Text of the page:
The 'State' of Midwifery: Pushing for Legalization
Written by Rebecca A. Spence for RHRealityCheck.org - News, commentary and community for reproductive health and justice.
This post is one in a series of pieces RH Reality Check is publishing to highlight National Midwifery Week 2010 (Oct 3- 9).
Women want out-of-hospital maternity care, and they deserve legal access to midwives trained to provide it. In 23 states, Washington D.C., Puerto Rico, and Guam, Certified Professional Midwives (CPMs) face prosecution for serving women who have decided not to give birth in a hospital. Families in these states are forced into an underground economy of providers whose training and credentials could be difficult to ascertain, and are left without any means to report a practitioner who lacks adequate skills. If they do opt to hire a midwife who is practicing illegally, smooth and efficient transfer to a higher level of care can be compromised in the event that it becomes necessary, putting mothers and babies at risk. That’s why more and more states, pushed by consumers and their allies who are part of The Big Push for Midwives Campaign, are passing legislation to license CPMs.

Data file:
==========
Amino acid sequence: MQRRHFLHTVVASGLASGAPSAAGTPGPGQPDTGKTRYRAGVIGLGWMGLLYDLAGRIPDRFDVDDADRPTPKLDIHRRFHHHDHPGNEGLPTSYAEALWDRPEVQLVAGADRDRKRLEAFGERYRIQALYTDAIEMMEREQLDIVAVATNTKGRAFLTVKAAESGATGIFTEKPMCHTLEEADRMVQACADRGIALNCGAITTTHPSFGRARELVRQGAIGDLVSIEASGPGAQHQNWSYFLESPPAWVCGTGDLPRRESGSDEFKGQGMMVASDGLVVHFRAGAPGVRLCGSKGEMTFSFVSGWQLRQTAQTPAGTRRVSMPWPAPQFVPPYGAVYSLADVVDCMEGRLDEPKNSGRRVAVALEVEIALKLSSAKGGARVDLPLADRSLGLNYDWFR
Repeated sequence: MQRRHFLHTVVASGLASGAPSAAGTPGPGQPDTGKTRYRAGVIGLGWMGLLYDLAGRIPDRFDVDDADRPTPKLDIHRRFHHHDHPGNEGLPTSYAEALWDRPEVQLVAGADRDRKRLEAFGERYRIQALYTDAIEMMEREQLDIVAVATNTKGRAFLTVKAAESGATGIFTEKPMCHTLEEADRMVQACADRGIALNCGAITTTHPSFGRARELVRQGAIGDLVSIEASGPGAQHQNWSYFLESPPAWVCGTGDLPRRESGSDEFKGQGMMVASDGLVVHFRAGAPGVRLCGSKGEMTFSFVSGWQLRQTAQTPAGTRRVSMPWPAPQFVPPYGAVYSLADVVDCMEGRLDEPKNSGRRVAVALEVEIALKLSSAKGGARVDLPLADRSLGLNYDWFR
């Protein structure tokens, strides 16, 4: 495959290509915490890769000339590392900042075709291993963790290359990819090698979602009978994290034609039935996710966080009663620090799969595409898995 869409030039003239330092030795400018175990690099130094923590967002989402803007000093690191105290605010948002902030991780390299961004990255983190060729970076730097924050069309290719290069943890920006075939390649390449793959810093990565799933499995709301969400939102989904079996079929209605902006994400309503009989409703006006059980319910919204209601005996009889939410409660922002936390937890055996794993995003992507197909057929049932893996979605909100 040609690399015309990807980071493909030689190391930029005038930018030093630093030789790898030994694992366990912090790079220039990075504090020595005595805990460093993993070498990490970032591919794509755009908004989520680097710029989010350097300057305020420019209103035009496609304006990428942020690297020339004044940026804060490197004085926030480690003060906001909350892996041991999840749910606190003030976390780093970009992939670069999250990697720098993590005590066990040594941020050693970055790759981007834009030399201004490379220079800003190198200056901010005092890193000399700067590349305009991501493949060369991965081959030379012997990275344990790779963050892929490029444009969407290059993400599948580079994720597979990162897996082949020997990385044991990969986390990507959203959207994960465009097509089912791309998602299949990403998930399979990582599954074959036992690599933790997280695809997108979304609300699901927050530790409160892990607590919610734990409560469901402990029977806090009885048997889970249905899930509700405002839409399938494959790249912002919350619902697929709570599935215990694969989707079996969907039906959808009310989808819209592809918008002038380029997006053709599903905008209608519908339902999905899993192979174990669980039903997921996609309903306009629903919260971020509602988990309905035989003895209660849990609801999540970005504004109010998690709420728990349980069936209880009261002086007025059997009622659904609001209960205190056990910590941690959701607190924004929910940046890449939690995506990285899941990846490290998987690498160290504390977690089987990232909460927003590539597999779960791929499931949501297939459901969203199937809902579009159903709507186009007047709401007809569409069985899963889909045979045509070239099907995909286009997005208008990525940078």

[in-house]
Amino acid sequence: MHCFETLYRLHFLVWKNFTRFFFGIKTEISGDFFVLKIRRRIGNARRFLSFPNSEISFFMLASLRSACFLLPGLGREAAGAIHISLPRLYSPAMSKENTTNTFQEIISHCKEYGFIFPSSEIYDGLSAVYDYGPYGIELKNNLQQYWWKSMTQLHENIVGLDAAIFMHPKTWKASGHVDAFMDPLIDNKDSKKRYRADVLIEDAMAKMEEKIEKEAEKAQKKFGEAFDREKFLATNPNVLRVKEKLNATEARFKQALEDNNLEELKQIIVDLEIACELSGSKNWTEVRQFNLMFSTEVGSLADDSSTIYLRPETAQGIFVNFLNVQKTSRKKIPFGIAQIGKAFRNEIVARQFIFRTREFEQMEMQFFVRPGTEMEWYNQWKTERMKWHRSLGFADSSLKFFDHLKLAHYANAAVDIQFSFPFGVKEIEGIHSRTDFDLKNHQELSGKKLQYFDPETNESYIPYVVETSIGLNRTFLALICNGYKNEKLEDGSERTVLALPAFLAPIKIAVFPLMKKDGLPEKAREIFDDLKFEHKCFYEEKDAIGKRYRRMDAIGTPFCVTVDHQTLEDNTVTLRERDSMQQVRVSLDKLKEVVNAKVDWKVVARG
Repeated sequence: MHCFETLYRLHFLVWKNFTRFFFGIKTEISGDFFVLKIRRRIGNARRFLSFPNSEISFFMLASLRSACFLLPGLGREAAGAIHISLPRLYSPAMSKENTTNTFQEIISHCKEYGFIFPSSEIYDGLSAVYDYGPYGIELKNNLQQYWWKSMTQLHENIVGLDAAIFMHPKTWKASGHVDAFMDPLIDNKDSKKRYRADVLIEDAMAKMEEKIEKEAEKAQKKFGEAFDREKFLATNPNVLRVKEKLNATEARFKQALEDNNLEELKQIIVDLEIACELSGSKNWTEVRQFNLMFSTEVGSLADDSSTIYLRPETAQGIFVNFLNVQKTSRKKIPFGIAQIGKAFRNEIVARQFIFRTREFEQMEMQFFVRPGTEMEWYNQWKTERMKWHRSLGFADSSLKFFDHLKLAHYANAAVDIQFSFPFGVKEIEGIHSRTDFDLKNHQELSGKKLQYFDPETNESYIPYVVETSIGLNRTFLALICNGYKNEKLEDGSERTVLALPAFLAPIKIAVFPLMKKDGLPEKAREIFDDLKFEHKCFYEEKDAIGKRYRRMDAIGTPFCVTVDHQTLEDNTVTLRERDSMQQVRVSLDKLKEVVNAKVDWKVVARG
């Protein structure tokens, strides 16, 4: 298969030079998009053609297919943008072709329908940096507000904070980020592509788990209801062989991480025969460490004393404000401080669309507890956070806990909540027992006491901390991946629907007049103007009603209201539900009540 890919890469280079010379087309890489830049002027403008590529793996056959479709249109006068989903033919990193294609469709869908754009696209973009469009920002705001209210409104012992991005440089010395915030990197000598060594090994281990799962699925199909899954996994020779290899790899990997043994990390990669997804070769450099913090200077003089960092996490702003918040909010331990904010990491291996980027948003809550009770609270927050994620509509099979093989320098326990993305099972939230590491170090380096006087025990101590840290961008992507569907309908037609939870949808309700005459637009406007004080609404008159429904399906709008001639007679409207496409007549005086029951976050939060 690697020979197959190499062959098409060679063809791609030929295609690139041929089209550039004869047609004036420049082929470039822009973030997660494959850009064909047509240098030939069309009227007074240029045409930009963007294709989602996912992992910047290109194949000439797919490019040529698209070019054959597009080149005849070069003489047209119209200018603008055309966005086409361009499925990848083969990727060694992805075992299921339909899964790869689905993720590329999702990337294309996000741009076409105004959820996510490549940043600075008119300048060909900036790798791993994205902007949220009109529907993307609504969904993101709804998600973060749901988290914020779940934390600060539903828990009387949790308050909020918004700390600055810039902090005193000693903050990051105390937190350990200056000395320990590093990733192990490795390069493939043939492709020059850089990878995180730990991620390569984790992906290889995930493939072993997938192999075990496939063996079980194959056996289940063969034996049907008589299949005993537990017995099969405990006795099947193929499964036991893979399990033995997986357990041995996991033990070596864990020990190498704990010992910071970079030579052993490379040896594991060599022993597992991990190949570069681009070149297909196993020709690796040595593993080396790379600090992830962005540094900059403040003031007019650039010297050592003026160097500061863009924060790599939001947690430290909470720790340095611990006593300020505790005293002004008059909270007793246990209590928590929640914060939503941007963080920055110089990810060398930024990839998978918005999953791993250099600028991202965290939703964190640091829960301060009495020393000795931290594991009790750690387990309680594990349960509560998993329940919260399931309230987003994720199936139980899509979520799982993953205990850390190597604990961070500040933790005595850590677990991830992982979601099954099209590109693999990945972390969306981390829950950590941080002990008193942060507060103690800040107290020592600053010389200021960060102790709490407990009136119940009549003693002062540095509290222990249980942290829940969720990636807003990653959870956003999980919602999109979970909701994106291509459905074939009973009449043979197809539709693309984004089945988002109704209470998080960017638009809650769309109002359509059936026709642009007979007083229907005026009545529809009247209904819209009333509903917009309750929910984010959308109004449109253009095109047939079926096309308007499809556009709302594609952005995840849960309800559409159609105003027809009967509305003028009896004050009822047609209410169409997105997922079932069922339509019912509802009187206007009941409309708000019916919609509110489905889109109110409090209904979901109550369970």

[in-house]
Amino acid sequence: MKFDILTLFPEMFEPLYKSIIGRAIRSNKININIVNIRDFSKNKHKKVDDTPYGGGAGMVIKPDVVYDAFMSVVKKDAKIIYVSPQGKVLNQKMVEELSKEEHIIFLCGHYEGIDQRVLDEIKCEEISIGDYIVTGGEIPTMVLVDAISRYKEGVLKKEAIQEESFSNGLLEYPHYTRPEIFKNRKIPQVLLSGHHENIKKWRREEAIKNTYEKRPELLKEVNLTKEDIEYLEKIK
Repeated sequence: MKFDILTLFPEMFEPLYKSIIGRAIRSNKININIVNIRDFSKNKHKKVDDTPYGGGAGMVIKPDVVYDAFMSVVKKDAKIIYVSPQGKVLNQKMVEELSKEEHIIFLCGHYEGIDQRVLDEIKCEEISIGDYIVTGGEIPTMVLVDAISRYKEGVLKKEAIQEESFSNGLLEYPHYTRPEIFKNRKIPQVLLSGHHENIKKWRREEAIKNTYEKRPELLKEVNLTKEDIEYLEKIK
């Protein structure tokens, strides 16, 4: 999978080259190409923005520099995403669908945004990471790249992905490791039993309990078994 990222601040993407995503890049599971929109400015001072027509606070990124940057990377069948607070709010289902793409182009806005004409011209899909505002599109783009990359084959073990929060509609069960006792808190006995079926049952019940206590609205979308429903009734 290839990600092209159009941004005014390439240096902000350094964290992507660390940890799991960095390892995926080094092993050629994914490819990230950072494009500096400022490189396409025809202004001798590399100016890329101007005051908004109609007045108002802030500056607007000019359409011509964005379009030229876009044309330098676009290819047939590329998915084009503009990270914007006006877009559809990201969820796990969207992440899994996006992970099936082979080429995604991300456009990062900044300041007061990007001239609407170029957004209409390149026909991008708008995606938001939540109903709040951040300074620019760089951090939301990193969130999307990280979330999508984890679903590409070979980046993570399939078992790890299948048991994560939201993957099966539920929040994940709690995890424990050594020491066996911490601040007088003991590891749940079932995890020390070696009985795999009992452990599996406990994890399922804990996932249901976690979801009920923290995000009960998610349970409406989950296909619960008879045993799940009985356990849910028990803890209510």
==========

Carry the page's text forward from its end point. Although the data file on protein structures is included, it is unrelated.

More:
No federal law, Supreme Court decision, or Constitutional amendment can ensure that we have access to the maternity provider of our choice, because licensing and regulation of health professionals occurs at the state level. The Big Push for Midwives engages with consumers in state-by-state efforts to secure a path to legalization and integration of Certified Professional Midwives. Advocates have been on the ground doing this work for years, and are gradually achieving success. Groups like the Alabama Birth Coalition, Ohio Families for Safe Birth, North Carolina Friends of Midwives, the Coalition for Illinois Midwifery, and Massachusetts Friends of Midwives, and others, are tireless grassroots organizers for women and families who chose to give birth outside of the hospital. Read more